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Beyond Saying “Cheese!”

I’m about to go up to the 8th floor of the building to have my picture taken for a “Women in Business at ITC” ad. I’m a little nervous because it’s not often that the roles are reversed and I’m the one being photographed for an ad. I wouldn’t say I am camera-shy, but do you know anyone who REALLY enjoys having their picture taken? Unless you’re one of my friends and we’re in a bar and it’s 4a.m., I don’t know a single person.
I have found that the people who are the most camera-shy are usually the ones who believe with all their hearts that they are not photogenic. Now pardon my french, but that’s a bunch of bullcrap. Everyone can look good, even great, in a photograph. And the key is not in the person. It’s in the photographer.
If the person having their picture taken doesn’t feel comfortable with their surroundings or with the photographer, it’s going to show in print. And though it might not necessarily turn out to be a bad photo, the chances are it’s not going to live up to its potential. I always tell whomever it is I’m going to shoot to wear something they like and feel good in (avoid black). Before that person arrives in studio, I purposely leave a few things unfinished in the set up so it gives me a few minutes to smalltalk with the person as I’m putting up a light, adjusting things, etc. That way by the time we begin, they’ve had a little time to adjust to their surroundings and we are not 100% strangers.
Here’s one of my secrets: for every person I’ve shot in studio, I think of a simple question to ask them, and by answering it causes the person to talk, open up, relax and hopefully forget that I am taking their picture. For Patrick it was, “Tell me about how you learned to play piano.” For Mico & Stevie it was, “Tell me about how you two met.” I always ask something they can easily answer and something they enjoy talking about. It makes a huge difference in the quality of your photograph when your subject is fully relaxed in front of the camera because they feel comfortable with you. Somewhere between sentences I’m calling out things like, “Tilt your head a little to the left. “Mico, kiss your husband on the cheek.” “Pat, give me that little half-smile of yours.” Direction is key. If you expect your model to just show up and pose without any direction from you, your pictures will be average and ordinary.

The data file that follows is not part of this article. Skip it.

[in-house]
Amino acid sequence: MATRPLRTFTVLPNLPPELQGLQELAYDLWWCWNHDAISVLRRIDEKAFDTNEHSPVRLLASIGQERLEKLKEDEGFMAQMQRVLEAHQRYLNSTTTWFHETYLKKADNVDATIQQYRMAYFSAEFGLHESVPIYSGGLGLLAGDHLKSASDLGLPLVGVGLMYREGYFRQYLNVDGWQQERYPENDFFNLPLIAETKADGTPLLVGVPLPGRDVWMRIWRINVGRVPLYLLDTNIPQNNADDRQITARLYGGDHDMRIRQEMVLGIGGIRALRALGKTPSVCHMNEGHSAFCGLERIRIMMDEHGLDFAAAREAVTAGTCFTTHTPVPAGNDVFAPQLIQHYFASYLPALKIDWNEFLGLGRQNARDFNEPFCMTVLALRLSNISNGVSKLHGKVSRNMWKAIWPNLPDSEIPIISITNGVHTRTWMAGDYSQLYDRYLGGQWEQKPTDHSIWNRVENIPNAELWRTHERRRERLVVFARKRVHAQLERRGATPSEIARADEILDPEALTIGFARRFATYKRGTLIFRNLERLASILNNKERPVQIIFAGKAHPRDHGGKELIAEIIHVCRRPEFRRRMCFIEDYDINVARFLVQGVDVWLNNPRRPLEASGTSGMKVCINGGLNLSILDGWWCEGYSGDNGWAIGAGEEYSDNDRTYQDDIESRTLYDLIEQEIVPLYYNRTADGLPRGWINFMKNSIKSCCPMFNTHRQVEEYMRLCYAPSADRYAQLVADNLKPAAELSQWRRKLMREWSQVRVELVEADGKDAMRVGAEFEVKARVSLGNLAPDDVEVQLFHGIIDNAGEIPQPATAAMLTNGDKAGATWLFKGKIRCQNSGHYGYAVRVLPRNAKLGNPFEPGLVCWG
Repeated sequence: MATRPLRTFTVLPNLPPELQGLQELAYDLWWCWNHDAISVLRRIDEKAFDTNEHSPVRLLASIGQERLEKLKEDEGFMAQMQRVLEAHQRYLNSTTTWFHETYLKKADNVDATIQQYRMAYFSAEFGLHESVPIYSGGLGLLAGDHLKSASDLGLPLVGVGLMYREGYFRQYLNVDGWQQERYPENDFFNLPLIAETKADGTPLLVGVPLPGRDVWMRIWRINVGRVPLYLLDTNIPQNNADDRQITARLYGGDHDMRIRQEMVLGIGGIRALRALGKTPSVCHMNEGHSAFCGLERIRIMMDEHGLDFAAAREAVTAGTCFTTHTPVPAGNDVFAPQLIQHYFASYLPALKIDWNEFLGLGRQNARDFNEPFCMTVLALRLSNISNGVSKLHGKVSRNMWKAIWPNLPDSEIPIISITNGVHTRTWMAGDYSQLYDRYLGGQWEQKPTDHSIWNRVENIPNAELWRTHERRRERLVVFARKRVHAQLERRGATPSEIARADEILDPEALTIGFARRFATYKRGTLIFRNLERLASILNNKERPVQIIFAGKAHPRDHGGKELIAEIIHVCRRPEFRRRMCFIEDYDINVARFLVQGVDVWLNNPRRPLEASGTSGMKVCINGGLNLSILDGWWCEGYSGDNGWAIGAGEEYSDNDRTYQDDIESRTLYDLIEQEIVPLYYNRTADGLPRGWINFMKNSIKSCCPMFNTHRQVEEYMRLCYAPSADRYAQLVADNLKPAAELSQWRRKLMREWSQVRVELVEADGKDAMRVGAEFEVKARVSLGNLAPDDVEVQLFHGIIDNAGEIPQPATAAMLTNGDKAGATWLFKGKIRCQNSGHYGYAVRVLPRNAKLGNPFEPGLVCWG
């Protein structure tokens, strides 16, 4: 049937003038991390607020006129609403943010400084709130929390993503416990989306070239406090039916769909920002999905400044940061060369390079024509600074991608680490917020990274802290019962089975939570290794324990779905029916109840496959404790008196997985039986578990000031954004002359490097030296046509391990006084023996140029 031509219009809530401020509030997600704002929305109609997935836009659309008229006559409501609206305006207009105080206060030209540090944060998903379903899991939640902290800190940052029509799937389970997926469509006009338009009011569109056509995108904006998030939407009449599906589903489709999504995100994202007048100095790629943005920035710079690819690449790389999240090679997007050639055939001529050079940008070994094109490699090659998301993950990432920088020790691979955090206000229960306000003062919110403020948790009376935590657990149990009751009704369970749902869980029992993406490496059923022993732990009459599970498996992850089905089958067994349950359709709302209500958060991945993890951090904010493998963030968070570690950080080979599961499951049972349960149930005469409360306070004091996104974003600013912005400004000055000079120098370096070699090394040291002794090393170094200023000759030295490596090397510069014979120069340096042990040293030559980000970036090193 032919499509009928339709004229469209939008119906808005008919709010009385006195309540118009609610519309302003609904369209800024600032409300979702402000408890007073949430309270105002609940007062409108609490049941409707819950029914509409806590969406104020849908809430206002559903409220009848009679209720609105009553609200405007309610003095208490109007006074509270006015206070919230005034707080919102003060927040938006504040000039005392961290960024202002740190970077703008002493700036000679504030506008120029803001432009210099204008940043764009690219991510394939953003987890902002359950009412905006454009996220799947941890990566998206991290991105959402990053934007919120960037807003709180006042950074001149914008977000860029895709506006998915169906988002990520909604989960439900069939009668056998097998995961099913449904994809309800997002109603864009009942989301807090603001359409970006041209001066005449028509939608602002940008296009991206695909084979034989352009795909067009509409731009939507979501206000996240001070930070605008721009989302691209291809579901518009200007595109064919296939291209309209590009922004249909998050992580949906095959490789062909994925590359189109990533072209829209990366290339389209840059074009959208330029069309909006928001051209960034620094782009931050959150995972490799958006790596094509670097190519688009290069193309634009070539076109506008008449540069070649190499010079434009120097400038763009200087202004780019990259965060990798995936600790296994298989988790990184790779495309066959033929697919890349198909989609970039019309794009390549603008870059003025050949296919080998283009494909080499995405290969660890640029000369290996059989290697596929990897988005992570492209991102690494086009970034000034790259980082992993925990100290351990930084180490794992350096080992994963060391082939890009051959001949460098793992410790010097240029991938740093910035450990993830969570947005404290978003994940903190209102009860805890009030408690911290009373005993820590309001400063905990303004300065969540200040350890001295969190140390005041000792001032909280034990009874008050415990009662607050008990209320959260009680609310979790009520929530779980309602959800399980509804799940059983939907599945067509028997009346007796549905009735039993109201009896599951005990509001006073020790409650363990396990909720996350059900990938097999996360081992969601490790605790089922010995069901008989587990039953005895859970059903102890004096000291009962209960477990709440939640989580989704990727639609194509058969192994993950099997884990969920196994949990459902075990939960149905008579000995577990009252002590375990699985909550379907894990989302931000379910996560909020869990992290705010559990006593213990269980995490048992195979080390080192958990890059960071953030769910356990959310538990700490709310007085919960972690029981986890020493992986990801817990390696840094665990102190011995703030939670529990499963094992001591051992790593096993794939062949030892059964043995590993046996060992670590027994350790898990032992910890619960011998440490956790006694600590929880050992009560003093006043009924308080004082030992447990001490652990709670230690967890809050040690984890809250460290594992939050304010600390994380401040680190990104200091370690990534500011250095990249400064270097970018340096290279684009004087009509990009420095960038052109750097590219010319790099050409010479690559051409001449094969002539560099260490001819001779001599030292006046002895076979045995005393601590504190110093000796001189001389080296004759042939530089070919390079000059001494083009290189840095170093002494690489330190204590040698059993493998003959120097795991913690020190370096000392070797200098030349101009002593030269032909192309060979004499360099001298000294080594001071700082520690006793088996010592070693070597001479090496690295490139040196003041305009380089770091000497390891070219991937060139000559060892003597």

So if I’m lucky, the photographer waiting for me on the 8th floor will be an old pal who will open with, “Girl! I saw you at Brutus AND Venue TWO NIGHTS IN A ROW! Tell me what is up with that?!” And I’ll be all smiles and laughs….until I turn red with shame. lol

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4 Responses

  1. Christine Lalaine says:

    I know two people who love love LOVE to have their pictures taken–my mom and my brother. They are such hams. 😛 Unfortunately (or fortunately?), that specific type of photographic confidence has bypassed my genes.

  2. Gee, you put a lot of pressure on us photographers, haha.
    I have worked with all sorts of subjects, and I agree with your assessments and technique. As for my experience, I have worked with all sorts of subjects, but some models, who pose for a living, needs to learn to pose with little/few directions from the photographer. I am far too concerned with light, hair, make up, clothes, product, etc. to be coaxing a model to “give it.”
    Congrats on your “photoshoot.” But I admit I became a photographer because I don’t like my photograph taken.

  3. tricia says:

    This goes to show what a conscientious photographer you are, because you strive to capture your subject in his or her best, most comfortable light. It’s so heartening to read what you wrote, especially because I work in a place where even the prettiest models and actresses are never skinny enough, never flawless enough. Ive become almost immune to the amount of time our Art Department spends airbrushing, trimming hips and waists, deleting hair, large pores, tiny blemishes, you name it–and our publication isn’t even really that bad compared with the others out there that really go to town with PhotoShop.

  4. Jesse says:

    I never connected the two but the fact that I’m horrible at small talk and horrible at taking portraits makes a lot of sense now. Though sometimes it’s just easier to take pictures of nature.
    “I hate flowers. I only paint them because they’re cheaper than models and they don’t move.” Georgia O’Keeffe

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